Mark Mercer
Department of Philosophy
Saint Mary’s University
mark.mercer@smu.ca

Unless humans reduce their emissions of green-house gases, and quickly, many people will die in famines and floods, and life for those who survive will be nasty, brutish, and short. Unless people practice safe sex and have easy access to drugs, AIDS will continue to ruin lives and impoverish nations. Unless we secure and extend a woman’s right to choose, girls and women will lose their freedom to live as they wish, and some will lose their lives. Unless we change people’s attitudes, lesbians and gays will continue to be victims of discrimination and violence. Unless we carefully control the possession of firearms, we and our children will not be safe from random slaughter or planned massacre.

When the stakes are as high as they are, can there be any good reason for governments or activists not to address the problem by using the most effective means at their disposal?

Effective means include mocking and demonizing opponents while valorizing the good guys and their views. They also include criminalizing the expression of dangerous views, and suppressing contrary or ambiguous evidence.

The most ineffective means, on the other hand, are evidence and argument, or so at least experience and research tell us. Evidence and argument are ineffective mainly because they call for reasoning. Reasoning is something we’d rather not do, for it requires attention and care, its results are always tentative and prone to be upset by new evidence or novel ideas, and its materials (the observations with which it begins; the premises and inferences of its arguments) are always open to question and challenge.

Worst of all, reasoning doesn’t always lead us where we would like to go.

Psychologists tell us that while evidence and argument do sometimes change people’s beliefs and attitudes, what dependably turns the trick is appeal to emotion, to our need to belong and to our fear of being ignored or ostracized. Sound views are simply the views held by attractive people, or so we feel. And we certainly don’t want folks to lump us in with the bigoted losers.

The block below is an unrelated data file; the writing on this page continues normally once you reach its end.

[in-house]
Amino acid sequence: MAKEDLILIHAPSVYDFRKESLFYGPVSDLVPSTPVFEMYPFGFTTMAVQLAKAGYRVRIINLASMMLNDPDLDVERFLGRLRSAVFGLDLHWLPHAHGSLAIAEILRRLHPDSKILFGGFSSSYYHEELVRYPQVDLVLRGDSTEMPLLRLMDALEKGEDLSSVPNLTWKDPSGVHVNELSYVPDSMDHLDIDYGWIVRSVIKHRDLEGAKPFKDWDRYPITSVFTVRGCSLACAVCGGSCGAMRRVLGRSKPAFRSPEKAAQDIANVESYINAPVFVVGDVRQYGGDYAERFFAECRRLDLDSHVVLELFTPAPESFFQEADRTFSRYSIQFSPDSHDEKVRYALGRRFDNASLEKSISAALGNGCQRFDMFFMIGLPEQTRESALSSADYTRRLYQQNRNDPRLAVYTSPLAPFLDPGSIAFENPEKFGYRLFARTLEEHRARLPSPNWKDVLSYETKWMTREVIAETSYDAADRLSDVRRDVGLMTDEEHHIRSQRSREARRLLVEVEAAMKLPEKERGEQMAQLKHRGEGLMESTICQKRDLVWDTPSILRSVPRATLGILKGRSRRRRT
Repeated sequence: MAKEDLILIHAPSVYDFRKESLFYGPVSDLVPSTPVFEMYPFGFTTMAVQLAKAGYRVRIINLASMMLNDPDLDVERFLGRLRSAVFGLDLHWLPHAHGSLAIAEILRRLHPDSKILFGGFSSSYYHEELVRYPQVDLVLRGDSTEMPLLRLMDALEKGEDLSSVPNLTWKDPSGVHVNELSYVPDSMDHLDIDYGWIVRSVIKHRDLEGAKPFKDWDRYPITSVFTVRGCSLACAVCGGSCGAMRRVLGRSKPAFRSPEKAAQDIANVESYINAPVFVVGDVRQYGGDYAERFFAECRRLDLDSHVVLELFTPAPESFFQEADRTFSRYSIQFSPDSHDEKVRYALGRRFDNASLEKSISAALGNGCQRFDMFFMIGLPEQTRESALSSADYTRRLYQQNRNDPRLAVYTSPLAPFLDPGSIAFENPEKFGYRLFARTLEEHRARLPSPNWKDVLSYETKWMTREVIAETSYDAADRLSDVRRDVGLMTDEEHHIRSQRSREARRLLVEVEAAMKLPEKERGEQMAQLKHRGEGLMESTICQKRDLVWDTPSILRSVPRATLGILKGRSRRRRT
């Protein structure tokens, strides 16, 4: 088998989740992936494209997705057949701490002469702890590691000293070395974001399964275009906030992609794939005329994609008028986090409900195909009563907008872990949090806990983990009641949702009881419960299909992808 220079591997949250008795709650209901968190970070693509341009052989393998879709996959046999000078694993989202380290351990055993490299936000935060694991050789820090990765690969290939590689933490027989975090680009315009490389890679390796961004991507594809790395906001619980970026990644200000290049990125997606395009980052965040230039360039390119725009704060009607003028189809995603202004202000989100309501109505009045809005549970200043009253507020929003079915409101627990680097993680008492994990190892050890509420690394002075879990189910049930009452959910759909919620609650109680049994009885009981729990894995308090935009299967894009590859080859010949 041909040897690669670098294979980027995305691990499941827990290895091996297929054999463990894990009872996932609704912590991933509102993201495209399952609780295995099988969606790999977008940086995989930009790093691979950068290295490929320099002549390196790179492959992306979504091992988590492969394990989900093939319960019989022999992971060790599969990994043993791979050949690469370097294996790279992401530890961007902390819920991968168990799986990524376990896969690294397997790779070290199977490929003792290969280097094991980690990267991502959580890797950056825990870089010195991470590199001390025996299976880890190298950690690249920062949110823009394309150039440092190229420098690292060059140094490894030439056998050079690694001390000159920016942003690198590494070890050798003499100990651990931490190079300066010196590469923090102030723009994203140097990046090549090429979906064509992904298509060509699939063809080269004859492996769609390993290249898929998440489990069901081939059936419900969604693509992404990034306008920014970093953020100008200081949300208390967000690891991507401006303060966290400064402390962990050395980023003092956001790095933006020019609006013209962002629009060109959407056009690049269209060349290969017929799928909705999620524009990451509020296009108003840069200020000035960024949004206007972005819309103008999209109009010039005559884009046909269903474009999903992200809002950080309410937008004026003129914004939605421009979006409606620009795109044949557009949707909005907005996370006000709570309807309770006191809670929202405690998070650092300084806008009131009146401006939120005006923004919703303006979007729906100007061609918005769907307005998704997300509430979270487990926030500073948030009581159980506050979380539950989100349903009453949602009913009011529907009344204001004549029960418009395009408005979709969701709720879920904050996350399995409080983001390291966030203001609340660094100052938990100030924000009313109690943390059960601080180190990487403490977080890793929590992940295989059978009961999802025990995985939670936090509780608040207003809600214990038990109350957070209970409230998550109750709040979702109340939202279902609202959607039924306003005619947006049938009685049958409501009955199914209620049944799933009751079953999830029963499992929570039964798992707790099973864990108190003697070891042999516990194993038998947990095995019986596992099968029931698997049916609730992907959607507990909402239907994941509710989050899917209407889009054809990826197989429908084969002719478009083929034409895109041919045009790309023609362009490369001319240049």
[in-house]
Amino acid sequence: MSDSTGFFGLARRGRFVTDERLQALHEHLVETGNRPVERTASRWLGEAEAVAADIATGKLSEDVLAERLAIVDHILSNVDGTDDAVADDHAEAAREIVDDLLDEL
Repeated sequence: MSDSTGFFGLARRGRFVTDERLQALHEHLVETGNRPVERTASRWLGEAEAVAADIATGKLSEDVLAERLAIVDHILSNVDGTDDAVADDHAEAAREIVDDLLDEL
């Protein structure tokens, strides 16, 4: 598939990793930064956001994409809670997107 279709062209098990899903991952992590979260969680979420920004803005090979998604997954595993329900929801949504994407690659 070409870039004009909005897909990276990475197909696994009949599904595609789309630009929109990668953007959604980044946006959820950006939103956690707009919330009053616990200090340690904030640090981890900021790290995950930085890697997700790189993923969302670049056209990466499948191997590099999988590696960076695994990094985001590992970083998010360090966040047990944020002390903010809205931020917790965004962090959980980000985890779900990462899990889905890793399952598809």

Governments and activists, then, do well in their rhetoric and behaviour to paint their side brightly and the other side in dingy greys and browns.

They also do well to control the flow of information. When the task is to bring people to agree with you on the nature or severity of the problem, framing the issue your way and suppressing alternative views and inconvenient facts can be half the battle.

We see attempts to manipulate emotions and to control the discussion all the time. We can find many illuminating examples just by noticing what organized pro-choice groups, for instance, have been up to lately on university campuses. Disruptive protestors at the University of Waterloo ridiculed Stephen Woodworth, who had been invited to campus to explain why he wants parliament to discuss the legal definition of a human being. Protestors at Saint Mary’s shouted down Jose Ruba. Students’ councils at Carleton University, Kwantlen University, and other schools have tried to ban pro-choice clubs or to deny them funding.